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May 23, 2019

China releases the corporate income tax treatment on perpetual bonds

Executive summary

China’s Ministry of Finance (MOF) and State Taxation Administration (STA) jointly released MOF/STA PN [2019] No. 64 (PN 64)1 to clarify the corporate income tax (CIT) treatment on perpetual bonds. PN 64 becomes retroactively effective on 1 January 2019.

Detailed discussion

PN 64 defines perpetual bonds as renewable corporate bonds, renewable company bonds, perpetual debt financing instruments (including perpetual notes), and non-fixed-term capital bonds approved by the government authorities and issued according to the legal procedures.

The issuer can choose to apply the CIT treatment of stock or bonds on the perpetual bonds as discussed below. The CIT treatment is irrevocable once adopted and it should be disclosed in the issuance documents of the stock exchange, inter-bank bond market or other issuing markets.

If the CIT treatment of stock is adopted and both bond issuer (issuer) and the bond investor (investor) are Chinese resident enterprises, the investor will be exempt from CIT on dividends from perpetual bonds; whereas the issuer’s bond interest expense is not deductible for CIT purposes.

If the CIT treatment of bonds is opted, the investor’s interest income from the perpetual bonds will be subject to CIT and the issuer’s bond interest expense is deductible for CIT purposes. ]

To apply for the CIT treatment of bond interest, at least five of the following conditions must be met:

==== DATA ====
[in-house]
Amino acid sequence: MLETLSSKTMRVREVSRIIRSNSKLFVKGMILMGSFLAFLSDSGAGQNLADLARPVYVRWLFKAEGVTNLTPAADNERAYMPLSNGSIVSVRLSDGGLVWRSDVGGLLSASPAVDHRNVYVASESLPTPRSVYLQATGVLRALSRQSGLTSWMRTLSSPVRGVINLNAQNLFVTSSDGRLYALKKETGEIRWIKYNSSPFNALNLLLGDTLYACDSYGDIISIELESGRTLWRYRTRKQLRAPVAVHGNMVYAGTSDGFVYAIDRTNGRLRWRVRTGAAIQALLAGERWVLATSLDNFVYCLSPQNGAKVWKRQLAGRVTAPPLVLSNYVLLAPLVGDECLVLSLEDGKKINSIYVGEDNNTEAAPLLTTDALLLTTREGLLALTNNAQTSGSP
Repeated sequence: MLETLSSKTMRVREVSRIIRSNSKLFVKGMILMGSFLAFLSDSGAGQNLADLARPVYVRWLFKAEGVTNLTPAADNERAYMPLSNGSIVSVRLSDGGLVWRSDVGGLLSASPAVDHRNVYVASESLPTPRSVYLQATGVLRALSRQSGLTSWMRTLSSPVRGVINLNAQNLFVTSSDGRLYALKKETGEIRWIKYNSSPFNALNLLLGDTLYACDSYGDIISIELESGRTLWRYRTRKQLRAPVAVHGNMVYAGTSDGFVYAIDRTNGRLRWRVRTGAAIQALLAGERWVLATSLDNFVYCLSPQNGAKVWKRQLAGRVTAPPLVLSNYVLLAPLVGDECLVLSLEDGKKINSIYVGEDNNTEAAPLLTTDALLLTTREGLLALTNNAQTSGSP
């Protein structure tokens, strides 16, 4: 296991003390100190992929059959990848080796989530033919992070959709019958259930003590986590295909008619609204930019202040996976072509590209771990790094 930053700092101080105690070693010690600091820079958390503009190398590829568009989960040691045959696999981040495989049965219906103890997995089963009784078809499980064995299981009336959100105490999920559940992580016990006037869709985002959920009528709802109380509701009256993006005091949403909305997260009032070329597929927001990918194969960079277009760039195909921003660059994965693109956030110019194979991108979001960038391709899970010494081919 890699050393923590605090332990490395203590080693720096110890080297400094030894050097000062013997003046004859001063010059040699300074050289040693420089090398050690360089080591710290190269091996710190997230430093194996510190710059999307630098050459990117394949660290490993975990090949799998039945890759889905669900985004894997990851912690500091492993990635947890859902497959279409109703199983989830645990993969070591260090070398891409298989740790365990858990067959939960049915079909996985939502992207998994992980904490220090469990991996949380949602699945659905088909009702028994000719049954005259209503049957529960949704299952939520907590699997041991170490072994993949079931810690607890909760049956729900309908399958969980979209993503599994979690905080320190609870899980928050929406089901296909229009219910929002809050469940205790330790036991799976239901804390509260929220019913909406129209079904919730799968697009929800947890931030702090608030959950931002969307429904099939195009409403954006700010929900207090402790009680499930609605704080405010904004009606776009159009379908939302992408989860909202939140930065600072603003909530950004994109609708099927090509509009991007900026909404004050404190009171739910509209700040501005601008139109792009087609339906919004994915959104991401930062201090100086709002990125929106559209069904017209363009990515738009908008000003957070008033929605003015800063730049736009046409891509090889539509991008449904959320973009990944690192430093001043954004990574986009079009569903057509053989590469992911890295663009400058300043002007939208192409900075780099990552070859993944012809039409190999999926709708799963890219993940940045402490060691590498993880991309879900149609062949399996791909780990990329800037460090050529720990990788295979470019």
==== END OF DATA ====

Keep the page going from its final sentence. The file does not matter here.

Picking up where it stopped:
• The issuer has the obligation to repay the capital for the investment.
  • Rates and payment frequencies are clearly specified in the instrument.
  • The investment period is specified.
  • The investor does not have the ownership of the net assets of the issuer enterprise.
  • The investor does not participate in the daily operating activities of the issuer enterprise.
  • The issuer enterprise may redeem the bonds anytime or when certain conditions are met.
  • The issuer enterprise books the investment as its liabilities.
  • The investor does not bear the same business risk as the shareholders of the issuer enterprise for this investment.
  • The investment has priority liquidation order over the shares held by the shareholders of the issuer enterprise.

PN 64 provides the issuer an option to choose the tax treatment of bonds or stocks on the perpetual bonds. It is consistent with the recommendation in OECD’s2 final report on BEPS3 action plan for Hybrid Mismatch Arrangements. This reflects China’s positive attitude in responding to international anti-tax avoidance actions in its tax reform. Foreign investors may be allowed to invest in perpetual bonds through certain investment channels. It is recommended for the foreign investors to understand the specific China CIT treatment on the perpetual bond before making the investment in the market.


1. PN 64 was issued on 16 April 2019.

2. Organisation for Economic and Co-operation and Development.

3. Base Erosion and Profit Shifting.

For additional information with respect to this Alert, please contact the following:

Ernst & Young Tax Services Limited, Hong Kong
  • Jane Hui |
  • Becky Lai |
Ernst & Young (China) Advisory Limited, Shanghai
  • Walter Tong |
  • Vickie Tan |
Ernst & Young (China) Advisory Limited, Beijing
  • Henry Chan |
  • Martin Ngai |
  • Andrew Choy |
  • Catherine Li |
Ernst & Young (China) Advisory Limited, Shenzhen
  • Clement Yuen |
Ernst & Young LLP (United States), China Tax Desk, New York
  • Min Fei |
  • Andrea Yue |
  • Vickie Lin |
  • Ryan Lu |
  • Sherry Cui, Transaction Tax |
Ernst & Young LLP (United States), China Tax Desk, Chicago
  • Lucy Wang |
Ernst & Young LLP (United States), China Tax Desk, San Jose
  • Diana Wu |
Ernst & Young LLP (United Kingdom), China Tax Desk, London
  • Cyril Lau |
  • Christina Li |
Ernst & Young LLP (United States), Asia Pacific Business Group, New York
  • Chris Finnerty |
  • Kaz Parsch |
  • Bee-Khun Yap | 



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